Garden City As Jalbert Cuevas stood in front of his peers pretending to be a dead leaf, a man known as the Eco-Troubadour picked up a cafeteria trash can, turned it over and held it above the fourth-grader's head.
The can was empty, but the third- and fourth-graders at Edith Scheuerman Elementary School got the idea: Stan Slaughter, the Eco-Troubadour, was making compost.
When he had the right combination of imaginary "brown stuff" (sawdust and Jalbert the leaf), imaginary "green stuff" (cafeteria trash), heat and moisture, then imaginary bacteria came along and unleashed their digestive juices to turn the whole mess into "rich, fluffy black compost."
The students already knew the process. Slaughter's song about it has been playing in their classrooms for a month, and they joined in as he strummed his guitar and sang.
"Put me in the compost pile. : Help me go from all used up to new. : Let nature use her compost crew."
Slaughter, who became a teacher in 1970, works for the Kansas Department of Health and Environment, using music to educate students at schools across the state about solid waste and recycling.
A resident of Lee's Summit, Mo., Slaughter has about five albums full of ecology-related songs, some original and some from like-minded songwriters who are creating what he called "the new nursery rhymes."
"Music drives the message home," he said. "It sticks in your head."
The idea, then, is for the songs that stick in children's heads to cause action. Slaughter promoted action at Edith Scheuerman through the well-known "three R's" of reduce, reuse and recycle, plus a fourth: rethink.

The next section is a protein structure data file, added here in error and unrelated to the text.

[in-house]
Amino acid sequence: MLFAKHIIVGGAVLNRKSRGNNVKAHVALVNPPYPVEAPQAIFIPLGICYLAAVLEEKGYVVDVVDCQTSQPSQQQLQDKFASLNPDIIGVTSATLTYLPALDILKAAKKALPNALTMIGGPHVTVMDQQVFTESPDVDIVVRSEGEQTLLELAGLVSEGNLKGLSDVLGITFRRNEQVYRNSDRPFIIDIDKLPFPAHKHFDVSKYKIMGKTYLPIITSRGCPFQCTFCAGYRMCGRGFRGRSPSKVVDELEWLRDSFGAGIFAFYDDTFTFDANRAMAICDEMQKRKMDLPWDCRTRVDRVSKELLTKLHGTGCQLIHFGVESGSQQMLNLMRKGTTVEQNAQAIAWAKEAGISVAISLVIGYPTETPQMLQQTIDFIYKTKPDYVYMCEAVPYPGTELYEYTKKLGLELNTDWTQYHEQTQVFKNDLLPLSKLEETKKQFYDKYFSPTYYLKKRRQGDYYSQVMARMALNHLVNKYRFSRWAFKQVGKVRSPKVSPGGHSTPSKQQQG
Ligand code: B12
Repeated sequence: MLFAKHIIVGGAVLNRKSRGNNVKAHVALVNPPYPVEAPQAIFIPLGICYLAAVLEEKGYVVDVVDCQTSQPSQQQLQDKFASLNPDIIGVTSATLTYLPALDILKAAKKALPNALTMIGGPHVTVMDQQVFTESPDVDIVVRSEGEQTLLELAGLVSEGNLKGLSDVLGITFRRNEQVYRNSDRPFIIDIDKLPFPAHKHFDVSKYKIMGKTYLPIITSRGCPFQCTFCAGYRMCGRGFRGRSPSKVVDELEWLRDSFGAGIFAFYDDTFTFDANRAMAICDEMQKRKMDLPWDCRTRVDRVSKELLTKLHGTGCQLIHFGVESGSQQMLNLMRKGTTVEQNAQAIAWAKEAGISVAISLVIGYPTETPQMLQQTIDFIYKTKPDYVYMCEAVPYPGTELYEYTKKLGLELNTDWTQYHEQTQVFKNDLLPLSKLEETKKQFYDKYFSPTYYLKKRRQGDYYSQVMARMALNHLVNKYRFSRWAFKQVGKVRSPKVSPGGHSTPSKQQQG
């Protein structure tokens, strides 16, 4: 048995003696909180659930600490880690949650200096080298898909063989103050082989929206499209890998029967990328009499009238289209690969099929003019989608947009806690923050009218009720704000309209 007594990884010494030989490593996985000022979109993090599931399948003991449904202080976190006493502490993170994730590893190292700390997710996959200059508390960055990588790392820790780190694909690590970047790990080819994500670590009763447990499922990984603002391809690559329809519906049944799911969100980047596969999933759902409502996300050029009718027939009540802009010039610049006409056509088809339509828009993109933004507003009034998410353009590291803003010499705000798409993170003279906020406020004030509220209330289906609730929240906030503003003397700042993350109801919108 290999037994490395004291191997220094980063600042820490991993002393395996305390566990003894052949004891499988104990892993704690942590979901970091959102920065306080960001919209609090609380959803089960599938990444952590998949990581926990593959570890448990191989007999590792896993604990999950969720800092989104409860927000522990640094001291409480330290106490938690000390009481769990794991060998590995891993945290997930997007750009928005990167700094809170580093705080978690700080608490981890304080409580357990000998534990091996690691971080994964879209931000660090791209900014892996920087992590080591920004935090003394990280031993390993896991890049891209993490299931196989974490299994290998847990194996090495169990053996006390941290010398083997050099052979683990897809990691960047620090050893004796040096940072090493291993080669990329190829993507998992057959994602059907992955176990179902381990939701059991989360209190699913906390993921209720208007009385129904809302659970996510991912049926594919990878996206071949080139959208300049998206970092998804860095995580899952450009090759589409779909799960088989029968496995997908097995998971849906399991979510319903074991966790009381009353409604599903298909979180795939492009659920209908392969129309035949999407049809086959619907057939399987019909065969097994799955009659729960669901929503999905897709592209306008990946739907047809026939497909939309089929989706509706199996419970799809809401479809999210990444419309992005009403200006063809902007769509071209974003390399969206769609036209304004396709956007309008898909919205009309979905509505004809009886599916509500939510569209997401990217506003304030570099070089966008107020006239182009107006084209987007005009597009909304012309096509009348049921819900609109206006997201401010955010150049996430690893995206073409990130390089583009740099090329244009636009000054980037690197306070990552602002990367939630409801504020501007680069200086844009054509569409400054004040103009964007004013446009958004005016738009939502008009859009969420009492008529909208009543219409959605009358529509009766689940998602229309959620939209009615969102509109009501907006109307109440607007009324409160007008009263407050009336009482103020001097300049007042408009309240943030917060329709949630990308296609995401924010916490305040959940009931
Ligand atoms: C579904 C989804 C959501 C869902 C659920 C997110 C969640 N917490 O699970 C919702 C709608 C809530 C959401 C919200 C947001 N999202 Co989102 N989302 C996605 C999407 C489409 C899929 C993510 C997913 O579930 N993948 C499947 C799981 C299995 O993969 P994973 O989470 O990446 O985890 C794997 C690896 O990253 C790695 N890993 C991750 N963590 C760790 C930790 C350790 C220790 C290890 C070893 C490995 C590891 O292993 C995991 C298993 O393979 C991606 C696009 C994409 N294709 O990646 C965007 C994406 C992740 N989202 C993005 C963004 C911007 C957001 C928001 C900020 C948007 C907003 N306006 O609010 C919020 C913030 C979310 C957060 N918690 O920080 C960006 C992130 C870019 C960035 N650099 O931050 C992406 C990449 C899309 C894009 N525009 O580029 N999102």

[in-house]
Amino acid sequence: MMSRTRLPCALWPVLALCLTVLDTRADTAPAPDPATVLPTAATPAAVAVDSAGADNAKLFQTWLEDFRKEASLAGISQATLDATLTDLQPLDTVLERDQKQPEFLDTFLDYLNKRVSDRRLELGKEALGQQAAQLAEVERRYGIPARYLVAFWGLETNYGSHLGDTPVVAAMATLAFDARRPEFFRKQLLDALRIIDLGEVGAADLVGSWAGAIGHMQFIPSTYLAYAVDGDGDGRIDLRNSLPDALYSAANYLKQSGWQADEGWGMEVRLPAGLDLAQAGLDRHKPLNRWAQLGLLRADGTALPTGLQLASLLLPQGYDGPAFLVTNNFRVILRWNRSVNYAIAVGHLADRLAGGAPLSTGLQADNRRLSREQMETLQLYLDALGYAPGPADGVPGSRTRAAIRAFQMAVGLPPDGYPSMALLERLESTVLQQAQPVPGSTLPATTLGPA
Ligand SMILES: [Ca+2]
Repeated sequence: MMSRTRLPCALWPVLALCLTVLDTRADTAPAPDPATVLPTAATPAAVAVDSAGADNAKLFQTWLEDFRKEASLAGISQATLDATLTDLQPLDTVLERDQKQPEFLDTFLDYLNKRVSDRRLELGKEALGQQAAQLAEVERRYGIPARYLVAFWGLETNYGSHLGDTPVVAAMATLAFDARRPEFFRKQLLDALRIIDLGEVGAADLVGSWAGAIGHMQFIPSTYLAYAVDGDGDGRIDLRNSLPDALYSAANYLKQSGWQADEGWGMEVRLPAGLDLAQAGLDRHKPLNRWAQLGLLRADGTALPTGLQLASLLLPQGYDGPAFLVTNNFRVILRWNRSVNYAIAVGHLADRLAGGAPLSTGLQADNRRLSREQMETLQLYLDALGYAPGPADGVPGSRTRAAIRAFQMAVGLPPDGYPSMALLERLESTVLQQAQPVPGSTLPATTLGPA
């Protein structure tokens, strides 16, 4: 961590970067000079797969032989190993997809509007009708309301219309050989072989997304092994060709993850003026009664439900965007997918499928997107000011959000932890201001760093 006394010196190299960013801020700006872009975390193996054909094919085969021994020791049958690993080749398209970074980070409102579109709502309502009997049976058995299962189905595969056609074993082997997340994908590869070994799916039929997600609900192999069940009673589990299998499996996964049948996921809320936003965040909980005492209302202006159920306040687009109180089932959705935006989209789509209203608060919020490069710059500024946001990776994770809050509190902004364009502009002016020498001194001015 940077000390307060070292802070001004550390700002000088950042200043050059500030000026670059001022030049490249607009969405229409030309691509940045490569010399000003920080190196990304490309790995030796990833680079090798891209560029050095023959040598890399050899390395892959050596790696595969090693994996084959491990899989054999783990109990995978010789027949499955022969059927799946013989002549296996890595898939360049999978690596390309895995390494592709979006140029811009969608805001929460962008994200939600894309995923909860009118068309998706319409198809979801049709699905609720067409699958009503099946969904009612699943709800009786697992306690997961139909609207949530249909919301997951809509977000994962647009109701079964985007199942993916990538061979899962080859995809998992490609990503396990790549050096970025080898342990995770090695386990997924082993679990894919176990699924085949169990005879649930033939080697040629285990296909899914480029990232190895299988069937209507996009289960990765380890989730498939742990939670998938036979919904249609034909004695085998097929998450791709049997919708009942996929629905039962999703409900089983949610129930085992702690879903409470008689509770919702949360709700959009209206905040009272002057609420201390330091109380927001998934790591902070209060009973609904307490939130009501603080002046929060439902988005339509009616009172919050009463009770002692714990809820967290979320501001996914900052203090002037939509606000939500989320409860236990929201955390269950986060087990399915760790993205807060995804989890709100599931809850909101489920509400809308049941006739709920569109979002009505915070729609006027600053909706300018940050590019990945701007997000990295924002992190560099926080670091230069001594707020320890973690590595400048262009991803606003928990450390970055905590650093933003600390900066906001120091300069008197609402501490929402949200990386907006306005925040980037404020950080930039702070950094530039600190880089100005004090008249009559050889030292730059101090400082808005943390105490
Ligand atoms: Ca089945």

An example of rethinking would be the creation of a flower pot he tossed high in the air during his performance and let fall and bounce on the ground amid students' gasps. It was made of recycled tires.
Another would be to make use of one type of paper the students - or at least their parents - might have in their wallets.
If every Edith Scheuerman student were to go to a store that didn't sell recycled paper and tell the store owner that they'd go spend their paper money someplace that did, that owner might get some recycled paper, Slaughter told them.
The students already recycle in classroom bins, said second-grader Dusty Schilling, who added the presentation taught her about more items she could recycle.
The school's recycling team, a group of students who sort through all the paper that piles up in the bins, recently was recognized in the KDHE "Get Caught Recycling" contest, launched in April to encourage schools, businesses and communities to show off recycling efforts.
KDHE provides schools with the chance to have a visit from Slaughter as part of its "Kansas: Don't Spoil It" campaign. Schools in Garden City, Tribune and Cimarron took advantage of his trip to western Kansas.
Slaughter and other members of the department also are training teachers to incorporate concepts of recycling and the environment into their classrooms.